Addressing Discrimination in Healthcare Practices: Request of an Interpreter
Discrimination can appear in many forms. An offer of a free consult comes with the request of an interpreter. Does the healthcare provider have to comply with the request
Posted in Articles on Tuesday, August 11, 2020
No healthcare provider wants to discriminate against anyone, patient or staff. But sometimes situations arise where the appropriate action is not always clear. Consider this case:
As a promotion, a healthcare provider advertised a free consult for all individuals. A prospective patient reached out to the healthcare provider for the free consult, and during the scheduling, advised they would need an interpreter during the appointment.
The healthcare provider was unsure as to her obligation to provide an interpreter due to the cost involved, as well as the chance that the potential patient, who does not have insurance, would not show up for the consult.
Here is where the situation gets “sticky.” As a healthcare provider, you are not obligated to treat every individual who requests your services. However, as a healthcare provider, you legally cannot refuse treatment based on a reason which is unlawful or discriminatory. Two issues come to light in a situation such as this: the ADA and Section 1557 of the ACA.
The ADA (Americans with Disability Act), Title III prohibits discrimination based on disabilities.
- Therefore, if the request is as a result of a disability, as a healthcare practitioner, you must make a reasonable accommodation, such as providing an interpreter for the patient and/or their companion. The term “companion” includes a person who is one of the following:
- A person whom the patient designates to communicate with healthcare personnel on his or her behalf regarding the patient’s condition or care or to help the patient act on the information, advice or instructions provided by the healthcare facility;
- A person legally authorized to make health care decisions on behalf of the patient; or
- Such other family member, friend, or associate of a patient who, along with the patient, is an appropriate person with whom the healthcare facility should communicate. The Act does provide a caveat, “unless an undue burden or fundamental alteration would result”. However, according to defense counsel, it would be pretty hard to argue that providing an interpreter would create an “undue burden” on your practice.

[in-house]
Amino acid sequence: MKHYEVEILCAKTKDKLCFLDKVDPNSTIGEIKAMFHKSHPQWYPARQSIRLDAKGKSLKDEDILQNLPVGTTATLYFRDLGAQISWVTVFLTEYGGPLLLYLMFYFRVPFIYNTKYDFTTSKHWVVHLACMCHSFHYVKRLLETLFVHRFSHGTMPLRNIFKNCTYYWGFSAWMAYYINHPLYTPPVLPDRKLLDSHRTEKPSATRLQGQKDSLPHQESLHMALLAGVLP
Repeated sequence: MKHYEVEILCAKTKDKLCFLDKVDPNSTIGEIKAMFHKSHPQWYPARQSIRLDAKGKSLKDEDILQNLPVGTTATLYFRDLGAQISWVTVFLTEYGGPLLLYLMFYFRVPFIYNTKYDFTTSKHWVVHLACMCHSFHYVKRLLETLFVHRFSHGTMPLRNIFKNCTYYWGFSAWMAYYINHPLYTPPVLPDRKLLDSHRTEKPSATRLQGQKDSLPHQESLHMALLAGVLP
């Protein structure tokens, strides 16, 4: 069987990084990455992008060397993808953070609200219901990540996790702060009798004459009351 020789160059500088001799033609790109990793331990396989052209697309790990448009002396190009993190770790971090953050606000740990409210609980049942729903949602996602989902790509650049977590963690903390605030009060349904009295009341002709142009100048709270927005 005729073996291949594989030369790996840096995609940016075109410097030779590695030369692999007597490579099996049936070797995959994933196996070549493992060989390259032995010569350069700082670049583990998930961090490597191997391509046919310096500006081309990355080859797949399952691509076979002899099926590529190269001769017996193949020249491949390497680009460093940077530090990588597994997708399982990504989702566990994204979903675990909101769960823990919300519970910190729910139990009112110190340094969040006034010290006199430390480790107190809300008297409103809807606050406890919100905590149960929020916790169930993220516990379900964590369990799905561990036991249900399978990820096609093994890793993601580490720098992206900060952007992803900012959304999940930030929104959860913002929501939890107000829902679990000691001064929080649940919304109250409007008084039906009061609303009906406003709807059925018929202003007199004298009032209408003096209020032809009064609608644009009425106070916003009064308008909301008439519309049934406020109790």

- Circumstances when it may be necessary to provide such auxiliary services, including an interpreter, include: discussion of patient history, explaining the diagnosis, treatment options, and other procedures; discussing a recommendation for treatment; obtaining informed consent for treatment; providing instructions for medications; post-treatment care and follow up activities.
- For compliance with the ADA:
- Enable employees to make an assessment when patients call for an appointment or at the initial visit, whichever is first, as to whether the patient or their companion who is deaf or hard of hearing requires appropriate auxiliary aids and services.
- Never tell patients they are required to bring their own auxiliary aids, such as interpreters or assistants. Make arrangements in advance of a patient’s appointment to have the necessary auxiliary aids available.
- Auxiliary aids for deaf patients/companions include note takers, written materials; telephone handset amplifiers; assistive listening devices; closed caption decoders; text telephones (TTYs); and other devices
- When using an interpreter, use only qualified interpreters are necessary to ensure effective communication. This should be at no cost to the patient or family.
- Generally the determination of whether to provide such aids or services, which aids are appropriate, and the timing, duration and frequency with which they will be provided should be made by the practice in consultation with the person and their companion.
Section 1557 of the Affordable Care Act prohibits discrimination in health care on the basis of race, color, national origin, age, disability, and sex.
This section builds upon Title VI of the Civil Rights Act of 1964. Therefore, if the request is as a result of limited English proficiency (LEP), you must make a reasonable accommodation of providing an interpreter if you receive federal funds. HHS (Department of Health and Human Services) also provides a caveat for providers regarding the mix of language assistance services used based on the percentage of LEP individuals served, frequency, and whether services are emergent and resources available.
For Compliance with Section 1557:
- Post notifications regarding interpretative services
- Inform patients of their rights to a qualified interpreter free of charge
- Never refuse to provide an interpreter
- Don’t require a patient to bring their own interpreter or rely upon a minor child or companion to provider interpretation
- Use only qualified interpreters (if staff members act as interpreters, update their job description to recognize this activity)